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The Intersection of Law, Religion, and Infectious Disease on the Handling and Disposition of Human Remains

The Intersection of Law, Religion, and Infectious Disease on the Handling and Disposition of Human Remains



The 2014 West Africa Ebola crisis highlights the pressing need for effective laws and procedures governing the handling and disposition of infectious human remains. Existing frameworks, both domestically and internationally, are inconsistent and underdeveloped in ways that jeopardize public health and disregard decedents’ wishes concerning post-mortem disposition, trample on survivors’ quasi-property rights, and conflict with religious beliefs regarding care of the body. These issues become critically important when death results from a highly contagious deadly disease. For example, persons who die of Ebola have very high levels of the Ebola virus on their skin and on any leaked bodily fluids. Thus, when family members come in contact with the body, they can contaminate themselves and others. The World Health Organization noted that certain religious rites in the post-mortem handling of Ebola patients, such as washing, shrouding, and praying over the deceased, directly contributed to a significant number of new Ebola infections in the 2014 outbreak. In addition to its preparation and handling, the final disposition of the body also presents significant concerns. Although cremation may be viewed as an ideal scientific solution for final disposition of Ebola victims, it may violate moral values, cultural practices, and many religious beliefs, and meet significant resistance. When Liberian President Sirleaf decreed that Ebola victims had to be cremated, many in the community viewed the mandate as contrary to religious tenets and, instead, performed secret burials that led to even more infections.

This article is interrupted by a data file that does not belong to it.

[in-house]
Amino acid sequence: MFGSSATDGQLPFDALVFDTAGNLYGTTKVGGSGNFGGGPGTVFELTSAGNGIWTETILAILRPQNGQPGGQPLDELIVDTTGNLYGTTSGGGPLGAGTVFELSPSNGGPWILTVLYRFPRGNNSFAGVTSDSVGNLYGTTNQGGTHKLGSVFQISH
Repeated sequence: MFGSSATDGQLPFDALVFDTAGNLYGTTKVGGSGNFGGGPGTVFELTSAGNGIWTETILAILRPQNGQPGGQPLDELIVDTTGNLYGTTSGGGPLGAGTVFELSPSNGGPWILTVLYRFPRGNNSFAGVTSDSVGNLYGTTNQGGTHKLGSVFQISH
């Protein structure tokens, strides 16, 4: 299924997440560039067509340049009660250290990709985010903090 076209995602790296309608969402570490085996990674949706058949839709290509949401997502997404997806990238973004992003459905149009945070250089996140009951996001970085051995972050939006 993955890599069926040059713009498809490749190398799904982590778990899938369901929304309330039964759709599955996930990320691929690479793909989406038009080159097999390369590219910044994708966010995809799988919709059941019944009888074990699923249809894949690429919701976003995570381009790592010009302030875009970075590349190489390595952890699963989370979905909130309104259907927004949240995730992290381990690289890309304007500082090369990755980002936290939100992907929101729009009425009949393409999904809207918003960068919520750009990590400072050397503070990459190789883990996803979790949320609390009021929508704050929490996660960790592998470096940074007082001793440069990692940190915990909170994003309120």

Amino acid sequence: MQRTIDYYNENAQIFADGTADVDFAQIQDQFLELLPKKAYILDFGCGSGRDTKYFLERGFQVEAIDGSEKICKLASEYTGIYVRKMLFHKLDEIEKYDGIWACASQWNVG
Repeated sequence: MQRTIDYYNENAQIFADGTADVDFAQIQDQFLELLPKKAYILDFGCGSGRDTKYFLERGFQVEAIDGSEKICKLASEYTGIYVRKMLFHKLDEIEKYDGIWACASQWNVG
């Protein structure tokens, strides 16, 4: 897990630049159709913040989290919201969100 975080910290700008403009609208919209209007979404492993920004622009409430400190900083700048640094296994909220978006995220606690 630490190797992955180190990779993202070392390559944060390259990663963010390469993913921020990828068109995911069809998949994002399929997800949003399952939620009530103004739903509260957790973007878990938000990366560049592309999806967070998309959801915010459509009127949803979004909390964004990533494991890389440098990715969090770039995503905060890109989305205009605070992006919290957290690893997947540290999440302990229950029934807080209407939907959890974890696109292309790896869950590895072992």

Without thoughtful and culturally sensitive laws and procedures in place, governments may, in times of crises, dictate particular methods of handling and disposing of highly contagious human remains that may not be as effective as needed and may unnecessarily infringe upon deeply held religious beliefs. The lack of an effective legal framework should be of serious concern to policymakers in all countries, including the United States. We propose the need for such a framework and provide guidance for decision makers confronting these issues. We suggest that any legal framework educate communities to understand the public health issues and empower them to address these issues in ways that respect religious beliefs. Moreover, in order to be truly effective, we also recommend that any solutions be inherently interdisciplinary and combine legal, medical, moral, humanitarian, and religious elements.



Publication Date



Cambridge University Press


New York


religion, medical, infectious, disease, contagious, death, burial, Restoration of Freedom of Religion Act, World Health Organization (WHO), Ebola, Centers for Disease Control and Prevention (CDC), public health, emergency, human remains, cadavers, bodily fluids, pathology, anthropology, epidemic


Law | Medicine and Health Sciences | Religion

The Intersection of Law, Religion, and Infectious Disease on the Handling and Disposition of Human Remains